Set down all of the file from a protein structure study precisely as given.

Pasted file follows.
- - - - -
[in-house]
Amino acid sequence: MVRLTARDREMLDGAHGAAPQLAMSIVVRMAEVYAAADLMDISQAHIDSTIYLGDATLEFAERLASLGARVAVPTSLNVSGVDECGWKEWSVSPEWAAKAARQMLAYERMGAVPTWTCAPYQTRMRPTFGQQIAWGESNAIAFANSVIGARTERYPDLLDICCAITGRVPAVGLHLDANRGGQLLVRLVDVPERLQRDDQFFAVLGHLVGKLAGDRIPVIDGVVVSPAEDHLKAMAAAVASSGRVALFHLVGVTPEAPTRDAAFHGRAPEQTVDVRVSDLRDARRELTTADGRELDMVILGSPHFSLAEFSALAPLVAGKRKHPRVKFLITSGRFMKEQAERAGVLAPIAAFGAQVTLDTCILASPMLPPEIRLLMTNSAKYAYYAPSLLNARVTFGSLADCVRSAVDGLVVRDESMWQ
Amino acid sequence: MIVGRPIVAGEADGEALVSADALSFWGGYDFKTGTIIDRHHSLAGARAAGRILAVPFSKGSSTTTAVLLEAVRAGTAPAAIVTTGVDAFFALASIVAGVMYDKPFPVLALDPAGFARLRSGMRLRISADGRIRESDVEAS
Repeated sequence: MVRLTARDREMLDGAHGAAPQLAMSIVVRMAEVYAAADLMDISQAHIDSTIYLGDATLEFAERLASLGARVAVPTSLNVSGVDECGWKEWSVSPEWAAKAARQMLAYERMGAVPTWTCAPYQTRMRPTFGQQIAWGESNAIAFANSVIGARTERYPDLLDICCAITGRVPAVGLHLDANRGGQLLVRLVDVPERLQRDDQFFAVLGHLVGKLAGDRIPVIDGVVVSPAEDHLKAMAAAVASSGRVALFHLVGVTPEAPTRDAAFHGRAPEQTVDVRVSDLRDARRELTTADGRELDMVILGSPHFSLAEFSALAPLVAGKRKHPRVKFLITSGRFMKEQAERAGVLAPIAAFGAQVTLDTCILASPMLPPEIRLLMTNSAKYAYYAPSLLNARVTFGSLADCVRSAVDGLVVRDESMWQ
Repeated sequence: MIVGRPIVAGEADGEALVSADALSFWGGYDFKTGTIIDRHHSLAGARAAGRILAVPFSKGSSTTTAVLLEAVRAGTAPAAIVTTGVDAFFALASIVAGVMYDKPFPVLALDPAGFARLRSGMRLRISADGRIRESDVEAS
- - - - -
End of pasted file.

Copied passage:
[in-house]
Amino acid sequence: MVRLTARDREMLDGAHGAAPQLAMSIVVRMAEVYAAADLMDISQAHIDSTIYLGDATLEFAERLASLGARVAVPTSLNVSGVDECGWKEWSVSPEWAAKAARQMLAYERMGAVPTWTCAPYQTRMRPTFGQQIAWGESNAIAFANSVIGARTERYPDLLDICCAITGRVPAVGLHLDANRGGQLLVRLVDVPERLQRDDQFFAVLGHLVGKLAGDRIPVIDGVVVSPAEDHLKAMAAAVASSGRVALFHLVGVTPEAPTRDAAFHGRAPEQTVDVRVSDLRDARRELTTADGRELDMVILGSPHFSLAEFSALAPLVAGKRKHPRVKFLITSGRFMKEQAERAGVLAPIAAFGAQVTLDTCILASPMLPPEIRLLMTNSAKYAYYAPSLLNARVTFGSLADCVRSAVDGLVVRDESMWQ
Amino acid sequence: MIVGRPIVAGEADGEALVSADALSFWGGYDFKTGTIIDRHHSLAGARAAGRILAVPFSKGSSTTTAVLLEAVRAGTAPAAIVTTGVDAFFALASIVAGVMYDKPFPVLALDPAGFARLRSGMRLRISADGRIRESDVEAS
Repeated sequence: MVRLTARDREMLDGAHGAAPQLAMSIVVRMAEVYAAADLMDISQAHIDSTIYLGDATLEFAERLASLGARVAVPTSLNVSGVDECGWKEWSVSPEWAAKAARQMLAYERMGAVPTWTCAPYQTRMRPTFGQQIAWGESNAIAFANSVIGARTERYPDLLDICCAITGRVPAVGLHLDANRGGQLLVRLVDVPERLQRDDQFFAVLGHLVGKLAGDRIPVIDGVVVSPAEDHLKAMAAAVASSGRVALFHLVGVTPEAPTRDAAFHGRAPEQTVDVRVSDLRDARRELTTADGRELDMVILGSPHFSLAEFSALAPLVAGKRKHPRVKFLITSGRFMKEQAERAGVLAPIAAFGAQVTLDTCILASPMLPPEIRLLMTNSAKYAYYAPSLLNARVTFGSLADCVRSAVDGLVVRDESMWQ
Repeated sequence: MIVGRPIVAGEADGEALVSADALSFWGGYDFKTGTIIDRHHSLAGARAAGRILAVPFSKGSSTTTAVLLEAVRAGTAPAAIVTTGVDAFFALASIVAGVMYDKPFPVLALDPAGFARLRSGMRLRISADGRIRESDVEAS